I recently purchased a new refrigerator and in doing so want to swap out the copper ice maker line for a stainless steel flex line. In order to do so I need to make the water line access hole to the basement bigger from about 1/2 inch to 3/4 inch. Do I need a carbide or diamond tip drill bit to do this? I don't think the tiles are glazed.

  • 1
    Diamond is maybe better but I really think that any would be good. Apr 20, 2015 at 18:55
  • Your fridge is sitting on the hole or covering it right?
    – DMoore
    Apr 20, 2015 at 20:20
  • Yes, its directly behind the fridge Apr 20, 2015 at 20:58

1 Answer 1


A few possibilities...

Probably the cheapest (though not necessarily going to work in your setting) is a 3/4" ship auger drill bit through the plate of the wall behind. A slack jawed yokel would just set the bit at an angle through the drywall and go for it, but a sensible individual would open up a small hole in the drywall beforehand to see what they're drilling through. Hitting plumbing/electrical/etc is not in anyone's best interest.

Next would be a diamond grit hole saw. The only bothersome part of this approach is that you'd have to make a 3/4" hole in a scrap of plywood big enough to stand on. That would guide the hole saw and keep it from walking. If you do this, don't center the 3/4" hole saw exactly on your 1/2" hole. Have the rim of the hole saw go through a little bit of empty space in the 1/2" hole, so that it can drain dust and minimize clogging.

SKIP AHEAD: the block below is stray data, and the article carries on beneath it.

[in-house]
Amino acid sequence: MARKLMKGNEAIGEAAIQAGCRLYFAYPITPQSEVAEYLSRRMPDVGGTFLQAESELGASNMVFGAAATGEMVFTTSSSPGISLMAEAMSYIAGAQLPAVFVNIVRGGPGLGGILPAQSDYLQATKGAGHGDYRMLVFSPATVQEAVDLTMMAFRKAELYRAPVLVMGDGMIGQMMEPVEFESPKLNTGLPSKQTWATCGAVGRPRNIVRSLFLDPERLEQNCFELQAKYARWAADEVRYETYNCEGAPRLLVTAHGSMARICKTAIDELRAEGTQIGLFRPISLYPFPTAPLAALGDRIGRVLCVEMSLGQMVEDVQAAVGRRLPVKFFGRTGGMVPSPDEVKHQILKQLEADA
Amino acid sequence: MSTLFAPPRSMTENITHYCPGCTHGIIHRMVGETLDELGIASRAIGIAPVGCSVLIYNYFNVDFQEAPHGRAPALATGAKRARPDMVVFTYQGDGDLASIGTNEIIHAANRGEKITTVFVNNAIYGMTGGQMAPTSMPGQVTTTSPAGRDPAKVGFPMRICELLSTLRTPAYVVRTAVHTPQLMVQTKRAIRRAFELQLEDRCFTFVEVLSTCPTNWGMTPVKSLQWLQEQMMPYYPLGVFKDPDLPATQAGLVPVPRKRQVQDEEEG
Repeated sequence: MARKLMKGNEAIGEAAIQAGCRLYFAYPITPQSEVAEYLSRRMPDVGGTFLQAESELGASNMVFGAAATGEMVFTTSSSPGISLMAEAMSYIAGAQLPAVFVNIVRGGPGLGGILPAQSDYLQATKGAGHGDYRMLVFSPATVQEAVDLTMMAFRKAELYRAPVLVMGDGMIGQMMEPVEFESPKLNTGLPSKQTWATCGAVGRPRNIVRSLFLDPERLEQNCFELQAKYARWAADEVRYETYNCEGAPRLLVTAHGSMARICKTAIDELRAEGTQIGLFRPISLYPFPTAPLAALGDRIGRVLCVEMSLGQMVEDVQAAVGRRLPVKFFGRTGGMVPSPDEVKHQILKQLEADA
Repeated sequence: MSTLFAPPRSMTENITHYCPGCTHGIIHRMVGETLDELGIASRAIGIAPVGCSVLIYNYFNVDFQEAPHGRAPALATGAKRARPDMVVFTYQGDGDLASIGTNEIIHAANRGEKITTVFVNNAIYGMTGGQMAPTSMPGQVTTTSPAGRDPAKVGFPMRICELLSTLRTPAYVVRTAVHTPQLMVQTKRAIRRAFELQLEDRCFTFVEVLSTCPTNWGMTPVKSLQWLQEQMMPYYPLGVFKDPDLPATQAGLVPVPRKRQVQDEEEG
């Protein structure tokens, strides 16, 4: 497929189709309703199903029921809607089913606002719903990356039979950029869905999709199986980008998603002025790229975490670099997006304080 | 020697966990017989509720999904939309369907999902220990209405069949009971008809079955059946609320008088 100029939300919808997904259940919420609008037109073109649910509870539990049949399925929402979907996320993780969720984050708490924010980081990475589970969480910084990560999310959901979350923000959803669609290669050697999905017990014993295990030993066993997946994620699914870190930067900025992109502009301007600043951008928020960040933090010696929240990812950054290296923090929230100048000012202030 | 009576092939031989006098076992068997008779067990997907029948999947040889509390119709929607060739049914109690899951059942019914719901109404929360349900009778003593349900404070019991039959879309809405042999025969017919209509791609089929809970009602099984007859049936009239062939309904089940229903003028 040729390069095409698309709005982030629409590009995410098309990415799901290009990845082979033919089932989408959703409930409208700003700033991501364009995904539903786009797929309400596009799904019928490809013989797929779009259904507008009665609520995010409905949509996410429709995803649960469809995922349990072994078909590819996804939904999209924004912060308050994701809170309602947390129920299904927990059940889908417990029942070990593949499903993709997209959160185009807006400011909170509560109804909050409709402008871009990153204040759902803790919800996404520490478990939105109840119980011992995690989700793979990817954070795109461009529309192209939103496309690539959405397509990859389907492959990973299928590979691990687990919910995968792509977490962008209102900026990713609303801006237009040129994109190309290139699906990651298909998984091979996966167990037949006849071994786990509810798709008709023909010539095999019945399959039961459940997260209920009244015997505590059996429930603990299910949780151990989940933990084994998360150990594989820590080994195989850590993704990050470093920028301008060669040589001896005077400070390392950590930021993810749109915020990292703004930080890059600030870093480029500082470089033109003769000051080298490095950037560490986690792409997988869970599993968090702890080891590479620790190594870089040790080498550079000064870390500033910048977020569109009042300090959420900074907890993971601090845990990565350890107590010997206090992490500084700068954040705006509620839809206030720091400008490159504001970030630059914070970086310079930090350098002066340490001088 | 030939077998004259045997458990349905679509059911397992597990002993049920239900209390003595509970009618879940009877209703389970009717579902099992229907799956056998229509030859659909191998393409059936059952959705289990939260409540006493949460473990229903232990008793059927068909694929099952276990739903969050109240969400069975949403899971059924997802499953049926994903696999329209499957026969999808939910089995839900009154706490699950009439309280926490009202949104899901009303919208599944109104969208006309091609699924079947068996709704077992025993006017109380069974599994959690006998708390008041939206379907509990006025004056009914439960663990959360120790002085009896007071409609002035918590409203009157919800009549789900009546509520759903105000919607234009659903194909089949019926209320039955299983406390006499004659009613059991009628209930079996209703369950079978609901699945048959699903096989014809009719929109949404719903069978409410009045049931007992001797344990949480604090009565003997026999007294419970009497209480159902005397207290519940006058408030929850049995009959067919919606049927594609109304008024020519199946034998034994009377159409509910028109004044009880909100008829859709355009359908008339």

Least appealing would be to use a 3/4" hammer drill bit, but if you have other uses for such a thing (and a hammer drill that can actually drive something that big), it might be an option. On low speed and and not on the hammer setting, make the hole bigger. Too much pressure, and you run the risk of cracking the tile. (Not enough pressure and you'll be there for days.) Once you've opened up the tile, the drill bit won't go through the floor very well, but you can probably push your way through with a little more drill speed. From your description, it doesn't sound like you have porcelain tiles, but if you do, avoid the hammer drill bit like the plague -- I assure you that it won't end well.

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